There was a huge debate about student loan forgiveness. Here's the final version of the bill that passed.
Continued coronavirus outbreaks might force more school closures, the American Academy of Pediatrics reported, as it issued guidance for schools trying to re-open in the fall.
Teachers say they are already seeing students slip backwards and there are fears that learning will be lost.
Lenders will have to immediately stop requiring payments and accruing interest on federal education loans after President Trump signed the new coronavirus aid bill into law.
There's one area of student loan reform where Kamala Harris has uniquely positioned herself.
Starting this fall, college tuition will be covered for all New York residents making less than $100,000 a year.
This installment of “Financing College: Where’s the Money?” explores financing college using scholarships and grants, forms of financial aid paid for through state, federal and other programs, which do not require repayment by the college student.
The Education Department said Monday will begin identifying students who burned through federal Pell grants to pay for colleges that closed before they could graduate, with the goal of restoring eligibility for thousands of people.
You've known all along that you'd need to come up with a lot of money to send your child off to college. But only in the midst of your kid's senior year—when you open colleges' financial aid notices—does the harsh reality typically hit, says James C. Lundgren II, an independent college adviser in Encinitas, Calif. "The light bulbs are coming on right about now," he says.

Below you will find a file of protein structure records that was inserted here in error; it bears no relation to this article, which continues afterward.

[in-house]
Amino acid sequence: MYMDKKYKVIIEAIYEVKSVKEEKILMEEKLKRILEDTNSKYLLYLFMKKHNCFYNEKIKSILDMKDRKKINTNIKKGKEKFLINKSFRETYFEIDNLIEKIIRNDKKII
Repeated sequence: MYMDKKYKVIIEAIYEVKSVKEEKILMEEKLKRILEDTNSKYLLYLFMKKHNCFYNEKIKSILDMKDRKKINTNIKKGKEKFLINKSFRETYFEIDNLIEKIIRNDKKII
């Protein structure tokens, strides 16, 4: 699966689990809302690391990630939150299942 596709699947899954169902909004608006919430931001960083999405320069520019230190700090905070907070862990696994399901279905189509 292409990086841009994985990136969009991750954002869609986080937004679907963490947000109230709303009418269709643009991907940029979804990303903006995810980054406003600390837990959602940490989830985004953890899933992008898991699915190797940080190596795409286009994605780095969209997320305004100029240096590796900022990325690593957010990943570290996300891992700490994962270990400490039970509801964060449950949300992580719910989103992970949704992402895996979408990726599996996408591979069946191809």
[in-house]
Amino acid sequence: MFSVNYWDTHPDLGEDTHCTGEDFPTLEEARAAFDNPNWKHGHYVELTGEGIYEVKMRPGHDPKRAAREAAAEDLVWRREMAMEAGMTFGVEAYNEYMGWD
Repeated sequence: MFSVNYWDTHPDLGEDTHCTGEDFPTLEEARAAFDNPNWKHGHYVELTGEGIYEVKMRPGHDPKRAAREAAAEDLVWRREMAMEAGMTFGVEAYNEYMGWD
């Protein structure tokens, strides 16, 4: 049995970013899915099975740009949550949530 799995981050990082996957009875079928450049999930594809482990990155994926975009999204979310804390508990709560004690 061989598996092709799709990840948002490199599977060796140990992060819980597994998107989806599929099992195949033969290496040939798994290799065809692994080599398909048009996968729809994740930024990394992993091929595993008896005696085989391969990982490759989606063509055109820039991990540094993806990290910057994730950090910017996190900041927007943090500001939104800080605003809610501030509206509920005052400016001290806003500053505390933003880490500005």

If you accrued any student loan debt in 2016, here’s everything you’ll need to know when filing your tax returns this year.
Chasing the debt-free by 35 dream.
Even with the go-ahead from the Trump administration, United Student Aid Funds will not hit debtors with exorbitant collection fees.
National K-12 and higher ed news came fast and furious this week. Here are our highlights to help you keep on top.
Pell grants are safe but slashed. Other federal grants are going away.
You don't have to choose between paying off your student loans and saving for retirement. Here is how to do both.
The 68-year-old has been struggling to pay off his debt since 1982 when he borrowed about $12,500 to get a Master's degree in Liberal Arts from the University of Southern Florida. It took him nearly a decade to find a steady job, and he defaulted on his loans before finding work at a community college as a media technician and humanities instructor. The government garnished his wages by about $400 a month throughout most of his career to collect the debt.
You've paid off all your debt obligations and have money left over, should you pay down more student loan debt or put the money toward your retirement?
In February, when most of the commonwealth's residents were stymied by the record snowfall, more than 150 college and university students made their way to Beacon Hill to personally advocate for continued funding of need-based financial aid.
The program, called WorkOpps, short for Working Opportunities for Adults, helps those who are unemployed or underemployed get good jobs or the means to find them.
Small lessons learned early helped three Spokane-area residents succeed. The three are graduates of Head Start, the federal early-learning program for low-income children that celebrates its 50th anniversary this year.